Blueprints are a saved and repeatable workflow that bundles components like Templates, Packages, and other Blueprints together. Blueprints should adhere to the following best practices for increased maintainability and a consistent user deployment experience.
See also the KB articles on
- Templates Best Practices
- Packages Best Practices
- Differentiating the Template, Package and Blueprint components
Workflow Components to Consider
When deploying new servers as part of a Blueprint make careful consideration of the following components:
- Always patch servers to the latest patch level (include the Linux Update or Perform Windows Update)
- If you have a demo mode or application available include a parameter to optionally install and configure as part of your Blueprint (as opposed to handling this out of band or of creating multiple Blueprints with largely matching functionality)
- Attach public IP addresses only on services that will receive inbound Internet traffic. Most customers access the cloud environment via secured private connectivity and don't see the public addresses. If your Blueprint is an Internet connected service that should be accessible to the Internet at large then skip this step
When to use Packages versus Blueprints
Simple Blueprints can be built that include only a package with no other components. Comparing the two deployment steps side by side we see the following experiences:
- Navigate to the Server Group.
- Select Package to execute and server(s) on which to execute.
- Complete deploy data collector.
- Can execute the same package on multiple servers within a single execution stream
- Easiest approach for adding capabilities to an existing server
- Always immediately clear this package will add capabilities to an existing server (vs. building a new server with the specified capabilities)
- Select Blueprint from library and click deploy.
- Select the existing server on which to execute.
- Complete deploy data collector.
Blueprints Are Stateless
If your deployment workflow involves multiple servers, such as deploying a new cluster, some mechanism external to Blueprints is needed to facilitate connection and initiation activities across the different servers. Common patterns for resolving this:
Deploying a "cluster"
If you only need to define a "master" server - see the Master and Slave Node Blueprint Example Package on Github. In this pattern the "master" is selected by the deploying user at deploy time from a drop down menu. Make careful use of the "Global" variable type as referenced in Blueprints Script and Software Package Management.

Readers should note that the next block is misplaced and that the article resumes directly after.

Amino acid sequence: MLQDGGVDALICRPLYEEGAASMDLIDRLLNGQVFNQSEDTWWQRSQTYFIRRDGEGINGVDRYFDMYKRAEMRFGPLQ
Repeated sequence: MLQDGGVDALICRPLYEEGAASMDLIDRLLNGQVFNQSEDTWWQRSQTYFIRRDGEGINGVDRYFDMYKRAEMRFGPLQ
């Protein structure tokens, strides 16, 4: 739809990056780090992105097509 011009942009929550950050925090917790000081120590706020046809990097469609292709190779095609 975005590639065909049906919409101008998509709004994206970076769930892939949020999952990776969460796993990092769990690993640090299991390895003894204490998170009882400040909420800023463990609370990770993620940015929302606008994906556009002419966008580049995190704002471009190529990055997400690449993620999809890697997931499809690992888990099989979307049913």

Adding to Existing Environment
If you are adding capacity to an existing environment the most common pattern is a drop down form where you can select an existing asset which the new server is able register with.
Caching Package Parameters
The parameter types and other metadata is embedded within the Blueprint definition. Changes to parameter names, types, etc. in an included package will not be reflected until the Blueprint is edited and republished.
General Blueprint Structure
Blueprints allow tasks, such as executing scripts or modifying system virtual hardware, to be executed either as part of a server build or after the server-build completes (Add Server vs. Tasks & Order pages). Best practices are to execute tasks within the Add Server page wherever possible.
If your state needs are more advanced, such as requiring key exchange, automated registering of new assets, self-discovery, etc. we recommend investigating the bpbroker toolset which was specifically created to support this workflow.
Adding a Public IP Address
CenturyLink Cloud includes an operation to add a public IP address to any server as part of the Blueprint deployment. Take note that this operation adds both an additional private IP address then NATs a new public IP to the server. In most scenarios what you really want is to execute the script package Create/Update Public IP NAT to Primary Private IP Address. If using the add public ip address task then the following behavior will result:
- Inbound requests to the public IP will always function as expected
- Egress traffic sourcing from the server will not come from the new public IP address. Egress traffic will appear to source from the public IP associated with the primary server IP address (this can only be configured via the control portal). If no public IP is associated with the primary server IP address then the traffic will be NATed behind a shared public IP address associated with a number of hosts in the datacenter.
|Scenario||Ingress Public IP||Egress Public IP|
|Default Deployment - No public IP, single default private IP||-||Shared public IP|
|Add public IP from control - Server has one private IP and a static NAT to the primary private IP||Static NAT to private IP address||Static NAT to private IP address|
|Add public IP from Blueprint - Server has two private IPs and a static NAT to the secondary IP||Static NAT to secondary private IP address||Shared public IP|